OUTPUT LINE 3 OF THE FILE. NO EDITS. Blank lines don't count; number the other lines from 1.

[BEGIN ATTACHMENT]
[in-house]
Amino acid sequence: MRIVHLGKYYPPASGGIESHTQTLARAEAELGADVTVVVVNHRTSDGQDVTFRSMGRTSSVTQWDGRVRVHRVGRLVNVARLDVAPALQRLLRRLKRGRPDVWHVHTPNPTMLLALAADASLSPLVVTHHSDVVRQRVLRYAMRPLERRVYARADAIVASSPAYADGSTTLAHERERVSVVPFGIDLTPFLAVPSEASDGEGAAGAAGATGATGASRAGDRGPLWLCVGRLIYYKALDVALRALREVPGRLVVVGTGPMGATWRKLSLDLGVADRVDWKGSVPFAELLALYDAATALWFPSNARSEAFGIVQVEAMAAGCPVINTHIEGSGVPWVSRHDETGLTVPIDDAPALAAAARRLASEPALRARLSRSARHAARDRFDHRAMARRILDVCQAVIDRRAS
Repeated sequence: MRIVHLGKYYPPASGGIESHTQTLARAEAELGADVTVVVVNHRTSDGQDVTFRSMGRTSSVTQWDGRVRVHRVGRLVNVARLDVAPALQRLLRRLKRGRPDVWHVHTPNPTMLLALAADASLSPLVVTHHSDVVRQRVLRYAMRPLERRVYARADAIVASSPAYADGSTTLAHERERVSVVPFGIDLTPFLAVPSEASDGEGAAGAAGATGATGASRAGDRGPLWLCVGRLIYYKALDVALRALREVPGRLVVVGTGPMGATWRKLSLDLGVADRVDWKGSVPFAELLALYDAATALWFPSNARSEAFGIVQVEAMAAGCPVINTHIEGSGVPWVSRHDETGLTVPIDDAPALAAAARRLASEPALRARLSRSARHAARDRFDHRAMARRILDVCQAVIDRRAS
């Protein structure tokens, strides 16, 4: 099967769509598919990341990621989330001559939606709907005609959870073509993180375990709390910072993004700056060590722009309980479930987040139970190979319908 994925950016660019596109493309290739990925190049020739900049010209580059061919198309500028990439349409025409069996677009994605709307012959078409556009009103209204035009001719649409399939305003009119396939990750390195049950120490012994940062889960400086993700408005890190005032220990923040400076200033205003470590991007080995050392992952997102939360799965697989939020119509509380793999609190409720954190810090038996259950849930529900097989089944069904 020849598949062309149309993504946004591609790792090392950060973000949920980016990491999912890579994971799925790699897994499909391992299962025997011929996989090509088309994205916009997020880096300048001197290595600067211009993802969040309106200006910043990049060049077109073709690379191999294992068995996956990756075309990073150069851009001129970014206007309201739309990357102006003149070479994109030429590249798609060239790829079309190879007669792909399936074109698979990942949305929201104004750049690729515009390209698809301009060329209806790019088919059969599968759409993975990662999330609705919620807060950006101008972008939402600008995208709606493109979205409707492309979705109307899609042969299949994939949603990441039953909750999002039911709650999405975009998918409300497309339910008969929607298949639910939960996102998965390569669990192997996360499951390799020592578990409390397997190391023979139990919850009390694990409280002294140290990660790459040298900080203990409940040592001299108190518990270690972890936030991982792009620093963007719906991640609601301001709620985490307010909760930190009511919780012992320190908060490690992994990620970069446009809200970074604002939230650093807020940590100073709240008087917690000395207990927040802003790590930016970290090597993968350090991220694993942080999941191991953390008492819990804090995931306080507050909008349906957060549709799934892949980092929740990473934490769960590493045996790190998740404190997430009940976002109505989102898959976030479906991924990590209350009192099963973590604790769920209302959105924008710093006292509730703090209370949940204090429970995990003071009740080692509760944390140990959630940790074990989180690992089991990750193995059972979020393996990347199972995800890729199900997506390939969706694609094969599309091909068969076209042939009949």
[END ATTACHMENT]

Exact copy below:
Repeated sequence: MRIVHLGKYYPPASGGIESHTQTLARAEAELGADVTVVVVNHRTSDGQDVTFRSMGRTSSVTQWDGRVRVHRVGRLVNVARLDVAPALQRLLRRLKRGRPDVWHVHTPNPTMLLALAADASLSPLVVTHHSDVVRQRVLRYAMRPLERRVYARADAIVASSPAYADGSTTLAHERERVSVVPFGIDLTPFLAVPSEASDGEGAAGAAGATGATGASRAGDRGPLWLCVGRLIYYKALDVALRALREVPGRLVVVGTGPMGATWRKLSLDLGVADRVDWKGSVPFAELLALYDAATALWFPSNARSEAFGIVQVEAMAAGCPVINTHIEGSGVPWVSRHDETGLTVPIDDAPALAAAARRLASEPALRARLSRSARHAARDRFDHRAMARRILDVCQAVIDRRAS